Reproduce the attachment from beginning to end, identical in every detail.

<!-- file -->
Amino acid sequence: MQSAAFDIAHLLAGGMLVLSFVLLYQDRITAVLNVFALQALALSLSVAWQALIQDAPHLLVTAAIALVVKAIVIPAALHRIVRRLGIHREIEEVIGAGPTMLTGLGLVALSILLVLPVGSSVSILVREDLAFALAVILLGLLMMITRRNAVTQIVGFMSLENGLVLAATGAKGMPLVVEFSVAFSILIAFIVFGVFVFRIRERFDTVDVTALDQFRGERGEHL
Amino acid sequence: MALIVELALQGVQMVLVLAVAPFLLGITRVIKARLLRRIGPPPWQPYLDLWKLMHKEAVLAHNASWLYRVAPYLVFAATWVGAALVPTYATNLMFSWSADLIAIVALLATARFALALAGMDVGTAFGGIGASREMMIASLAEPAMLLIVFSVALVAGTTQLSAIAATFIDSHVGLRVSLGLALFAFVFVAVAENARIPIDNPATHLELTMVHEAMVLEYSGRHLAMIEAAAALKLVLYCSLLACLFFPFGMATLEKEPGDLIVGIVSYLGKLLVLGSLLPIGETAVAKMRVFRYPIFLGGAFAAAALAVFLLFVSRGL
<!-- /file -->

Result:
Amino acid sequence: MQSAAFDIAHLLAGGMLVLSFVLLYQDRITAVLNVFALQALALSLSVAWQALIQDAPHLLVTAAIALVVKAIVIPAALHRIVRRLGIHREIEEVIGAGPTMLTGLGLVALSILLVLPVGSSVSILVREDLAFALAVILLGLLMMITRRNAVTQIVGFMSLENGLVLAATGAKGMPLVVEFSVAFSILIAFIVFGVFVFRIRERFDTVDVTALDQFRGERGEHL
Amino acid sequence: MALIVELALQGVQMVLVLAVAPFLLGITRVIKARLLRRIGPPPWQPYLDLWKLMHKEAVLAHNASWLYRVAPYLVFAATWVGAALVPTYATNLMFSWSADLIAIVALLATARFALALAGMDVGTAFGGIGASREMMIASLAEPAMLLIVFSVALVAGTTQLSAIAATFIDSHVGLRVSLGLALFAFVFVAVAENARIPIDNPATHLELTMVHEAMVLEYSGRHLAMIEAAAALKLVLYCSLLACLFFPFGMATLEKEPGDLIVGIVSYLGKLLVLGSLLPIGETAVAKMRVFRYPIFLGGAFAAAALAVFLLFVSRGL